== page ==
GROW FOOD slow food Have your garden and eat it too. A practical guide to organic gardening in the sub-tropics with step-by-step instructions and delicious seasonal recipes. Come with me too on some of my travels in Australia, Europe, Asia and beyond.
Potted oranges and lemons

I once read a survey in an Australian landscaping magazine that listed the top five things you could expect to find in the average Aussie backyard – they were: a barbecue; a Hill’s Hoist (washing line); a dunny (outside toilet); a dog and a lemon tree.

It tells you a lot about Australians and their way of life – and that gardening is not top of their list!  However, I’m fortunate that my life as a horticulturist in Australia has been full of gardens and wonderful gardeners, and their passion for citrus trees is evident (not just the lone self seeded bush lemon tree!).  Citrus are always top of the clients’ ‘must have’ list and questions about citrus always outnumber any other gardening questions.

In previous posts about citrus I have discussed pruning and planting, caterpillars on citrus and how to deal with common pests (scale, sooty mould and aphids).

Lastly, I’m going to tell you how to recognize nutritional deficiencies in your citrus trees and what their feeding requirements are.  When it comes to giving citrus tender loving care there are a few basic principles – one of the most important is adequate nutrition – CITRUS ARE HEAVY FEEDERS.

WHEN:  Citrus have very shallow surface-feeding roots and require fertilizing three times a year in July, November and March.  This is particularly important in areas of heavy rainfall where the soil rapidly becomes depleted of nutrients.  That’s why it is also important to mulch them out to the drip-line to minimize soil run off and help maintain the nutrients in the soil.

DON’T feed the soil while they are in flower otherwise you will have a lot of leaves and no fruit.

DON’T OVERFEED – especially with nitrogen or you will end up with a lot of overlarge and thick-skinned fruit.

WHAT:  Citrus are heavy fruiters and take up a lot of the essential macro and micro nutrients out of the soil – they require the lot LITTLE and OFTEN.  Potassium (potash) is essential for flowering and fruiting and a natural constituent of seaweed – that’s why regular feeding with a compost tea, that contains seaweed, or a seaweed concentrate is a good option for citrus.  I would recommend the following mixed with 4.5L water for the three times a year feeding regime.  Water in this mix around the drip-line of the tree – that is where the feeder roots are.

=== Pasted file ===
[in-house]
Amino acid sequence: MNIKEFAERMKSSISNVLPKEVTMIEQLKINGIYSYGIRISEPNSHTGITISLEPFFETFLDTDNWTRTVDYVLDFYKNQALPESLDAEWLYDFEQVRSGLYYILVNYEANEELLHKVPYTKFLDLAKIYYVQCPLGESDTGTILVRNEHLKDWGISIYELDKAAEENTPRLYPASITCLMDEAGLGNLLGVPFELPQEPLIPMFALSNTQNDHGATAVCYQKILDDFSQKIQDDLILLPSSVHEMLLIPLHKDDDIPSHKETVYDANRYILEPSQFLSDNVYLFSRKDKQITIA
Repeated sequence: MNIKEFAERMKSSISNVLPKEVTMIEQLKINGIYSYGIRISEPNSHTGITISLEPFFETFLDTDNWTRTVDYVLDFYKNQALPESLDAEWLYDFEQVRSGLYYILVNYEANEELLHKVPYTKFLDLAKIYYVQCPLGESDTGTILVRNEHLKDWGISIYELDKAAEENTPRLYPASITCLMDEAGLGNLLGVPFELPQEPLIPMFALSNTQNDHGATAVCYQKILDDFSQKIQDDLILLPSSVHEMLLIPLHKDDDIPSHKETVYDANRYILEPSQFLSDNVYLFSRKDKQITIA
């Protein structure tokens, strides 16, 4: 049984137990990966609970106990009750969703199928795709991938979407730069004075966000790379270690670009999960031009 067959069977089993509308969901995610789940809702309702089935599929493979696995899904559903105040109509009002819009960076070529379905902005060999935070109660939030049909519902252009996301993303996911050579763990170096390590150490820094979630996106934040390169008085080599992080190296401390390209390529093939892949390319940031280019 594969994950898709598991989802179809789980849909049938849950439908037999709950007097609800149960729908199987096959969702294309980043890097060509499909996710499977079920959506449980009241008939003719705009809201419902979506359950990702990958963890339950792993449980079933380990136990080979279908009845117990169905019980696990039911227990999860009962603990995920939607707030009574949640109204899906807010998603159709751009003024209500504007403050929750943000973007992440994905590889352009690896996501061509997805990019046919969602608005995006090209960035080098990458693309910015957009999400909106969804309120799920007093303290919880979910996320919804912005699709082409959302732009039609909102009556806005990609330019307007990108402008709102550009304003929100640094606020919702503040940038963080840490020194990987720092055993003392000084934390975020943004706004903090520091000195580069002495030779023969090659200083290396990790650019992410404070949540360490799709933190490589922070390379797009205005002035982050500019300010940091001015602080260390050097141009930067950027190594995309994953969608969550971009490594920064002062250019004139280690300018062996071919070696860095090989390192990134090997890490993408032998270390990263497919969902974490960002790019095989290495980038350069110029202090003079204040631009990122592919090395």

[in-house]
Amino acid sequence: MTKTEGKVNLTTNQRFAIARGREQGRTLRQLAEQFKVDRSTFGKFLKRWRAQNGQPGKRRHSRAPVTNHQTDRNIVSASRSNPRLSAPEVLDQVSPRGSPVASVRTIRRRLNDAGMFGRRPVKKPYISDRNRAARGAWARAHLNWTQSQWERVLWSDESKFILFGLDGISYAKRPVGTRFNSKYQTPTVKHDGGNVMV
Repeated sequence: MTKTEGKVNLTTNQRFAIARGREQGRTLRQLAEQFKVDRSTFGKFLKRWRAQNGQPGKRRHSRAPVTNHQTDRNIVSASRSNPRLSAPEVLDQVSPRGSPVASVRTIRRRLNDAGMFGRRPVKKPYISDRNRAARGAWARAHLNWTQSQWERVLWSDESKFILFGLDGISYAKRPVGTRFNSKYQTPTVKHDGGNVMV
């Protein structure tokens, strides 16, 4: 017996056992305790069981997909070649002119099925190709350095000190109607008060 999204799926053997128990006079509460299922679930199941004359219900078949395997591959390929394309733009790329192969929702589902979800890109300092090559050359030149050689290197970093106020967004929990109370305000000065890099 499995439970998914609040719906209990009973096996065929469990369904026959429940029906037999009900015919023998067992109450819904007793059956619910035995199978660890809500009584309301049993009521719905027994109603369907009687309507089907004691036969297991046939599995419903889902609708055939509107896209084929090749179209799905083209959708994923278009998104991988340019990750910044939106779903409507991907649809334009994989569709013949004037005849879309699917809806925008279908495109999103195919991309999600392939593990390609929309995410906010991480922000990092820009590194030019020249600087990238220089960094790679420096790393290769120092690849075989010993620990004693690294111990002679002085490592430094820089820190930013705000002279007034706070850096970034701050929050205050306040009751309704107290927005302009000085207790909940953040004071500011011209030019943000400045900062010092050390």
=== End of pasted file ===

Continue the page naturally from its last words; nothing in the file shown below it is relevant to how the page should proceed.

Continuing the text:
• 3 tbs seaweed concentrate
  • 1 tsp trace elements
  • 2 tsp iron chelates
HOW:  Signs and symptoms of common nutrient deficiency:

Iron – a common deficiency in citrus with dieback of the new growth and intra-veinal mottling of the leaves.

Iron deficiency of citrus leaves
Nitrogen – Overall pale yellow leaves and lack of vigour.  This is not to be mistaken for ‘winter yellowing’ where some of the leaves will turn yellow in the winter because the nitrogen in the soil is unavailable to the plant in cold and dry soils.  The leaves will turn green again with the spring rains.
Nitrogen deficiency of citrus
Zinc – Yellow tipping of leaves.
Copper – Dieback and dry patches inside fruit.
Manganese – Intra-veinal mottling and lumpiness of leaves
Magnesium – Very common and similar in look to iron deficiency ending up with a triangular patch of green at the base of the leaves leaving the rest yellow.
A NOTE ABOUT CITRUS IN POTS:  Citrus have always made fantastic pot plants and have been grown this way for hundreds of years with large green house conservatories or ‘orangeries’ a part of a lot of the stately homes of Europe, where the potted citrus would be wheeled inside to overwinter.
The roots of citrus in pots cannot go foraging for water and nutrients and require particular attention to keep them looking as healthy as the orange tree in the above photo.  Enough water, but not too much and the right kind of food, but not too much.  I would still recommend the above recipe three times a year with extra monthly waterings of a weak compost tea or worm juice drink.
  • Choose an open and sunny spot to plant them – out of the wind.
  • Mulch out to the drip-line.
  • Feed regularly – not forgetting the essential trace elements.
  • Prune to shape regularly.
  • Ensure they are getting adequate water – particularly when the fruit is setting – dry plants mean dry fruit.



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